Phone addiction is a dependency on our cell phones that may interfere with other parts of our lives as well as take up a chunk of our time and thoughts. If you consider your phone a part of who you are, you may well be addicted to it. If it is the first thing that you reach for in the morning and checking it for no real reason during the day, you may be addicted. Here are 5 ways to beat your phone addiction.
Related article: Is Your Phone Ruining Your Love Life?
1. Evaluate your use
In order to beat this addiction you need to honestly evaluate just how much you use your phone and why you do. Most people have to stay connected to the internet because of their jobs, but even they could spare some time to disconnect. How many of us actually need to check our emails every 20 minutes? There is barely ever a time when you need to read an email, SMS or notification right when you hear that beep. You should also ask yourself why you feel the need to use your phone as much as you do. Could it be that you are really just bored or looking for new stimulation?
2. Get social for real
We tend to forget that social media is not real interaction. Let’s face it, social media gives us the instant satisfaction of normal interaction without having to use our social skills or putting ourselves out there. When you decide to use your phone less, you may feel lonelier in the beginning. You will have to stop sending emoji filled messages and liking every comment on Facebook. Social media can mask our need for real interactions, and sometimes you can only realise that when you use much less of it.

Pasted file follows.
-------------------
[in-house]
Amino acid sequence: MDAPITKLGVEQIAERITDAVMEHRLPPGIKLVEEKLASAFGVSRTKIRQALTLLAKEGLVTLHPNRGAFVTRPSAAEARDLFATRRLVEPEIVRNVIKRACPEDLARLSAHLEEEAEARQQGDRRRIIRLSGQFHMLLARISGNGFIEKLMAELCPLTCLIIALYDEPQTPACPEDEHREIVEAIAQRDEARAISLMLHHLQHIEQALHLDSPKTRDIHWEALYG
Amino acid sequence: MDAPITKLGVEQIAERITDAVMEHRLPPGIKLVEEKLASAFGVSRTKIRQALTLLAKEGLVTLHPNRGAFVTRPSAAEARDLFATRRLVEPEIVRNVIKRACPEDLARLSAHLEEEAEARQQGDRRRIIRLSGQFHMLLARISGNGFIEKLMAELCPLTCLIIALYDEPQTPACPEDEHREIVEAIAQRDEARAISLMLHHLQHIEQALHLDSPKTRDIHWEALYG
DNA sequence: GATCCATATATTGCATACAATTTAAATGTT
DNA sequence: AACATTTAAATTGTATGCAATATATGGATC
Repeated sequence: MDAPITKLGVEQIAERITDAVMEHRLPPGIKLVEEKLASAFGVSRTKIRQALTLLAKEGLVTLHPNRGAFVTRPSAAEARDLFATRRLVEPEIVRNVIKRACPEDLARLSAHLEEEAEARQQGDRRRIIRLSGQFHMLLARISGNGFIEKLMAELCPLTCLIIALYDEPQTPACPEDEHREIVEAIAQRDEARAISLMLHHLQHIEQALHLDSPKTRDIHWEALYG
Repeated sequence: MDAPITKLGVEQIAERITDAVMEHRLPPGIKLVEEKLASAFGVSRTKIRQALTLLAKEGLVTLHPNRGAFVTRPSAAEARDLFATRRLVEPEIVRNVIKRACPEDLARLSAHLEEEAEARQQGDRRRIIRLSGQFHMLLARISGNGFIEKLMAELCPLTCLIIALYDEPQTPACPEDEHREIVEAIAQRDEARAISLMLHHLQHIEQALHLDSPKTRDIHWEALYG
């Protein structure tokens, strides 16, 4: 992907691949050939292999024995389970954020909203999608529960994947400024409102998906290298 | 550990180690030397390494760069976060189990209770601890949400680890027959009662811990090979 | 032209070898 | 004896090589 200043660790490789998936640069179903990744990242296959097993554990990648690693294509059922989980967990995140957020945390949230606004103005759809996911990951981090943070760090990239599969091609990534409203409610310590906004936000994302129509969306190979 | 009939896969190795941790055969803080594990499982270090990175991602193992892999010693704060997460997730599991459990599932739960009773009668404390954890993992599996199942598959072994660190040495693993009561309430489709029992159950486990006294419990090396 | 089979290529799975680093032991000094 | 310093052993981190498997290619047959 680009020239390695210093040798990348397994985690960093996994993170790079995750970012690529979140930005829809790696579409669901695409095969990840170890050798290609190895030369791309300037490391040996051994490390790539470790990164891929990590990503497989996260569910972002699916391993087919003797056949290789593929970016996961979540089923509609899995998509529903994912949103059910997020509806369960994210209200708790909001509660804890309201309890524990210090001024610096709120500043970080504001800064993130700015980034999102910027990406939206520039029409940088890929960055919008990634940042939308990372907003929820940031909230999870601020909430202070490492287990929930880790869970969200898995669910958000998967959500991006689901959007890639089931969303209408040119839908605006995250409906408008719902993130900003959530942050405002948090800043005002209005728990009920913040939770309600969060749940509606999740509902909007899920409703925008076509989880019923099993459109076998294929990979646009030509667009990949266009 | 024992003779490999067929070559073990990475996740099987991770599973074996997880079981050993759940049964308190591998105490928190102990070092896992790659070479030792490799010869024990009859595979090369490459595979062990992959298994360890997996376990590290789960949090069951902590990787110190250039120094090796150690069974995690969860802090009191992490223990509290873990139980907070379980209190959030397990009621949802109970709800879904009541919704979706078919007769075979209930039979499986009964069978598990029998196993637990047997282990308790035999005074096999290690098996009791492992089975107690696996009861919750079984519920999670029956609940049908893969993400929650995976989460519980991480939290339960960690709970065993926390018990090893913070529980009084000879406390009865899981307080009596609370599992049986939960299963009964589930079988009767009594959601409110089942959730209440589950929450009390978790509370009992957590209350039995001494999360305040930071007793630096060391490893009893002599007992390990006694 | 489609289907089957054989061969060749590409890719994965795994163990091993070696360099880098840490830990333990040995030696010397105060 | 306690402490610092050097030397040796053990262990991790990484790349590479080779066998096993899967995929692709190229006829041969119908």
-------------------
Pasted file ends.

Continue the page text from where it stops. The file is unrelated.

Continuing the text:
3. Get rid of it
No, we are not suggesting that you should throw away your phone. I have a hard time letting my phone go for two weeks of repairs so I cannot even imagine going completely cold turkey. But what you should do is get rid of all the unnecessary things that keep you glued to your screen. These can be apps, notifications, games and too many photos. I cannot tell you how many times I have passed time looking through old photos and wallpapers. All these things just take up a big chunk of your time, not to mention your phone’s battery. They encourage you to be on your handset when you really should be doing something else.
4. Enjoy the now
It sounds corny, but we really need to savour the moments of our lives as they happen. Constantly staring at your screen is the number one thing that keeps most of us from doing this. Imagine if your significant other were to whip out a newspaper in the middle of conversation and ask you to give them 5 minutes to check it out. Would you feel offended? I definitely would. So why is it okay when we do this with cells? When you are with someone you owe them your attention and thoughtfulness. You also owe this to yourself when you are on your own because checking out what everyone else is up to on Twitter does not constitute “me time.”
5. Switch off
You may have to completely switch off your phone at certain times of the day. In the beginning this can be hard to do because you may find it hard not to think of the things that you are supposedly missing out on. The best times of the day to turn your phone off are in the morning and evening. When you wake up you should not need your phone to start off the day, you should have a routine without it. After work you may find yourself checking emails or catching up on social media. But switching off at this time allows you to relax better and spend time with loved ones.
Recovering from any addiction is not easy, the only way to do it is with a proactive approach. Along with these 5 ways to beat phone addiction are 5 apps to help you get there: Breakfree and Rescue Time Time Management can be downloaded from Google Play and help you track just how much time you spend on your phone. Also look at Apple’s Moment. You can download Google Chrome’s Stay Focused from the Chrome store to help you to stop wasting time by blocking unnecessary sites, pages and content. The Mobile flow is exclusively downloaded from the Apple iStore and it makes sure that you switch off while tracking the amount of time you stay offline.
Written by Noma Mtebele